Jacks of Science has a blog post entitled Pimp my Hypothetical Home Laboratory. It’s got a pretty good listing of things a home lab could / should have, and if you got everything on the list, it would be a very nice lab indeed.
My own lab is a work in progress, but so far I’ve spend less than $800 on it. I have:
- Glassware / Standard Chemical tools
- Bunsen Burner
- Standard Chemical Set
- Compound Microscope
- Dissection Kit
I still need to purchase a few things, like a digital scale for example, and a digital thermometer would be nice as well.
You don’t need to purchase everything at once. I started out getting a top-of-the-line chemistry set from my local science store, and that included all of the glassware, tools, and chemicals that I needed to really get started. Then a few months later, I added a compound microscope and the dissection kit. Building as I go has worked pretty well for me, and it’s something I would recommend for other amateur scientists out there.
Of course, if you do have the $5600 totaled from Jacks’ post, that’s a good place to start as well.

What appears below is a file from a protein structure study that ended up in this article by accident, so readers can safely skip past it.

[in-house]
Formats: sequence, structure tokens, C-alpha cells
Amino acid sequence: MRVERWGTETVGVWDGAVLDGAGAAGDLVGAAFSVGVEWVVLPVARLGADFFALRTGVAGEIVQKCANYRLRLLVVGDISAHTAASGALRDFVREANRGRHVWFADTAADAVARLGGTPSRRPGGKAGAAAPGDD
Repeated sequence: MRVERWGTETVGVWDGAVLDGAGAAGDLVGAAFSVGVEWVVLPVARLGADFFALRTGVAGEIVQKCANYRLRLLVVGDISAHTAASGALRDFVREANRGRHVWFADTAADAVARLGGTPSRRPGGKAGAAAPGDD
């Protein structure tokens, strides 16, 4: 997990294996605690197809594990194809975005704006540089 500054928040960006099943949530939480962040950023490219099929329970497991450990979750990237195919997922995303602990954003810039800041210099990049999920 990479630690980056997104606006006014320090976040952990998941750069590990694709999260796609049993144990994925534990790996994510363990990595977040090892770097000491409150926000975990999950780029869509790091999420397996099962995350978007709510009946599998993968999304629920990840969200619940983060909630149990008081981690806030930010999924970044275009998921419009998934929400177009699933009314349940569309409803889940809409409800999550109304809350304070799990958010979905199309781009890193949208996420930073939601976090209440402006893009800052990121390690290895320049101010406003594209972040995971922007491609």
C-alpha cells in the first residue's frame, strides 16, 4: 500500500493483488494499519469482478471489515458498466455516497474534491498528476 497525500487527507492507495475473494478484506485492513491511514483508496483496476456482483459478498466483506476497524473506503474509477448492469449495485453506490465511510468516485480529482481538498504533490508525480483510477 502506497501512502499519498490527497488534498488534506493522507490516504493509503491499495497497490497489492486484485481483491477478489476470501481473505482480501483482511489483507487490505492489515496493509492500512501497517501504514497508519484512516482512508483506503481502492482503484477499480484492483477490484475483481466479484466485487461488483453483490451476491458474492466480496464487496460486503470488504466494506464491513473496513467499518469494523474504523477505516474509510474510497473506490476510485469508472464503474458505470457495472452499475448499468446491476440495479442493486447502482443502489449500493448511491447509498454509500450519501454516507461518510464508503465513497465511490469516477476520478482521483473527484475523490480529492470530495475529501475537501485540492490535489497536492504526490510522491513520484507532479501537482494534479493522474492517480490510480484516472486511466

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While it is nice to have good equipment to explore the world with, they are not necessarily the most important factor, and in some cases, not necessary at all. I’ve discovered the most important thing to have is a quiet, controlled operating environment. You need a place to work free from distractions. While it is safer to work outdoors for some experiments, wind and temperature can cause many problems running experiments. It is better to work indoors, where there are controls for temperature especially.
I discovered the importance of having a controlled environment the hard way. I had put together a few experiments for my extended family over the holidays, and because of safety concerns, I conducted the experiments outdoors. While I’m normally a very careful experimenter, my equipment soon became spread out, and two of the three experiments failed due to the weather (bitter cold). While the experiment that did work was spectacular, I ended up wasting precious chemicals, including half of my sodium acetate when I had taken great care in synthesizing for my needs.
That said, there are some experiments that need to be conducted outdoors. If you’re dealing with strong acids or bases, and the obvious case of explosive or flammable materials, wait until the weather is clear, with a moderate temperature, and little to no wind. When it comes to experiments that will create a lot of smoke, or loud explosions, try to be as far away from other people, or make them aware of what you are doing. It’s of the utmost importance that you conduct yourself professionally or you risk trouble not only with the neighbors, but with the law as well.
Above all others, a controlled environment helps to insure safety, and that really is the most important thing to remember.
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